Though ‘pre-endorsed’ for governor by Donald Trump Jr., congressman says his ‘sole focus’ now is on defeating the stopgap funding bill
Rep. Matt Gaetz (R-Fla.) refused to confirm a published report that he intends to run for governor of Florida in 2026.
But neither did Mr. Gaetz issue a denial, saying only that his immediate focus is on the appropriations battle and the 2024 election.
Questions about a potential Gaetz candidacy were prompted by a Sept. 18 NBC report quoting an unnamed Florida Republican lobbyist as saying that, during a political event the previous day in Tallahassee, “Gaetz was telling people to basically expect him to be in.”
Having returned to Capitol Hill, the 41-year-old congressman redirected attention to the ongoing battle within his own party over 2024 appropriations.
“My objective this week is to defeat this CR [continuing resolution],” Mr. Gaetz told reporters, referring to H.R. 5525, Continuing Appropriations and Border Security Enhancement Act, 2024.
“I feel like I do not have an objective beyond that. I’m trying to defeat the CR.”
Asked on Sept. 19 when he intended to launch his gubernatorial campaign, Mr. Gaetz told The Epoch Times, “I’m not interested in any of that. Right now, my sole focus is on defeating the CR. And when it comes to politics, I have no goals beyond 2024.”
Trump Jr. and Gaetz
The next Florida gubernatorial election will take place on Nov. 3, 2026.
Gov. Ron DeSantis won reelection in 2020 by nearly 19 percentage points, the largest margin of victory in four decades. But Mr. DeSantis is term-limited from seeking reelection in 2026, opening the field for GOP hopefuls.
Mr. DeSantis is running for the 2024 Republican presidential nomination where he trails former President Donald Trump by more than 40 percentage points.
Donald Trump Jr. raised the possibility of a gubernatorial run by Mr. Gaetz following the first Republican presidential debate in August. In a video interview with the congressman, Mr. Trump asked if he would “actually do the job” if elected governor. The comment was likely, at least in part, a jab at Mr. DeSantis for his frequent absences from the state while campaigning.
“I would definitely enjoy that job so much I would never leave it if I ever got that opportunity,” Mr. Gaetz replied.
“I am going to pre-endorse Matt Gaetz for governor of Florida right now,” Mr. Trump said, adding that he would “campaign aggressively” for the congressman.
Republicans have held the governorship in Florida for nearly a quarter-century, beginning in January 1999, when Gov. Jeb Bush began his first of two terms. Mr. DeSantis was preceded by Gov. Rick Scott, who held the office for eight years and then ran successfully for the U.S. Senate.
John Morgan, a Florida trial attorney, said Mr. Gaetz is “100 percent in” the race, according to NBC News.
“I think Gaetz is an instant frontrunner, and from what I hear, he’s already won the Trump primary,” Mr. Morgan said.
“He will be running in a large field. He could win with 30 percent. Trump’s endorsement alone gets him that.”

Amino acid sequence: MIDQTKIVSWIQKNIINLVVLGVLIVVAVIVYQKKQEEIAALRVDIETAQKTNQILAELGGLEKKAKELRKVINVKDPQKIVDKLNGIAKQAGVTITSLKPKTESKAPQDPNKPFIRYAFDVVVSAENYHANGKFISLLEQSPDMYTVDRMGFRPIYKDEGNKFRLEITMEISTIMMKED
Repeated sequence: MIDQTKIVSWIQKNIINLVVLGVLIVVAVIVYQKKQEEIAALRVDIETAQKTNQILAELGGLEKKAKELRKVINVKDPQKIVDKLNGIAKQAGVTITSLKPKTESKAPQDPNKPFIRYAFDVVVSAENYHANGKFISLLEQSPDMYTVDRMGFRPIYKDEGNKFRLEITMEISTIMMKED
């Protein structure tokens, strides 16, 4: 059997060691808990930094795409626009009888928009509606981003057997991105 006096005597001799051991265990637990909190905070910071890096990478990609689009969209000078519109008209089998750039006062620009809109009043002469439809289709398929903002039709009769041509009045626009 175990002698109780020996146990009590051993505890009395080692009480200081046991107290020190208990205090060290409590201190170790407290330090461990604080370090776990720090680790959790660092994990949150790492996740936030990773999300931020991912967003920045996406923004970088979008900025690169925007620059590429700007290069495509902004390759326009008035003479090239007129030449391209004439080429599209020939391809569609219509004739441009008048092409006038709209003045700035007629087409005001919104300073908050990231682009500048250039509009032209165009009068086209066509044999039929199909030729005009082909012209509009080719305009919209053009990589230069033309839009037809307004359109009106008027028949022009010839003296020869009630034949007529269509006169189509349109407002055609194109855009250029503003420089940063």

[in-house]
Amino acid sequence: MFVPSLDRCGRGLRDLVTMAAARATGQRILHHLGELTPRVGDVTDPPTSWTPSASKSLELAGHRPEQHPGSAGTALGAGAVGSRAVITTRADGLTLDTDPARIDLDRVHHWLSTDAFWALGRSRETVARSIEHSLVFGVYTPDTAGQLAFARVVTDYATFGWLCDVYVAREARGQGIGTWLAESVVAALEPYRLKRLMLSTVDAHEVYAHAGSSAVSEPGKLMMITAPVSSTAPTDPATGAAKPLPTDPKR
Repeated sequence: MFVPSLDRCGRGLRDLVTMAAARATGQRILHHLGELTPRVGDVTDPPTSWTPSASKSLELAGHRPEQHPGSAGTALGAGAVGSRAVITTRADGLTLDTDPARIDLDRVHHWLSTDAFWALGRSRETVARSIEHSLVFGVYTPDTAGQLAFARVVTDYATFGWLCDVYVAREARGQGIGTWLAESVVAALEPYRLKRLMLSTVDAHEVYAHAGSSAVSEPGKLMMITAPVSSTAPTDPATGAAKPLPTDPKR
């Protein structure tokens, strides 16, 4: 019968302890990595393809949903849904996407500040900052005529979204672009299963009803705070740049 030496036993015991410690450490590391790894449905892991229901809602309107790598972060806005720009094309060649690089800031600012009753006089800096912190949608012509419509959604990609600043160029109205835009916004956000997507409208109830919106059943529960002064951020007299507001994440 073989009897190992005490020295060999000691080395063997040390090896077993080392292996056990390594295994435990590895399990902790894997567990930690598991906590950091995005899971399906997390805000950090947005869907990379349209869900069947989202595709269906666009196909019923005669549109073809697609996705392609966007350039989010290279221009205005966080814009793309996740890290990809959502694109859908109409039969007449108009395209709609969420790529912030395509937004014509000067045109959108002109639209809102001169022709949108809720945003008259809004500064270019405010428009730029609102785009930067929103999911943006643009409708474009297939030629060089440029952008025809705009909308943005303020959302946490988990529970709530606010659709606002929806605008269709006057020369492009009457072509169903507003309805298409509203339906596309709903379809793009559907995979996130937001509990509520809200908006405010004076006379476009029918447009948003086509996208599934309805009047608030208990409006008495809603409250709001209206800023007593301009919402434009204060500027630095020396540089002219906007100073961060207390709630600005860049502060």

Gaetz later told NBC News that is focused on President Trump’s presidential campaign and said that Florida already has “an outstanding governor.”
The Appropriations Battle
In Washington, the four-term congressman is fighting to defeat the Continuing Appropriations and Border Security Enhancement Act, 2024, which was introduced on Sept. 17 by Rep. Byron Donalds (R-Fla.), a Gaetz associate and member of the House Freedom Caucus (HFC).
The bill was co-sponsored by HFC chair, Rep. Scott Perry (R-Pa.) and a coalition of members from the Main Street Caucus, led by Rep. Dusty Johnson (R-S.D.)
The bill is a continuing resolution that would extend government funding through Oct. 31 to avoid a government shutdown when the fiscal year ends on Sept. 30.
The measure would cut most non-defense discretionary spending by 8 percent while leaving Department of Defense and Veterans Affairs funding at the current levels. The bill also includes certain border security measures passed by the House in May as H.R. 2, Secure the Border Act, but not considered by the Senate.
Mr. Gaetz and a dozen or more GOP members have voiced objections to the CR as essentially extending Democrats’ spending priorities into the next fiscal year.
“Everyone tries to cast me as some sort of partisan radical because I think the individual agencies of government ought to have their bills considered under open amendment,” Mr. Gaetz said, referring to the process of having bills considered one-by-one on the House floor with members given the opportunity to debate them and offer amendments.
“That this was promised. It has not been delivered. And I’m not going to have some continuation of this Biden government all wrapped up where we voted all up or down at once.”
Asked about Mr. Donalds’ action in introducing the CR, Mr. Gaetz said, “I am a big fan of Byron Donalds. He’s my friend, and I think he’s terribly misguided.”
A floor vote on the continuing resolution is expected this week.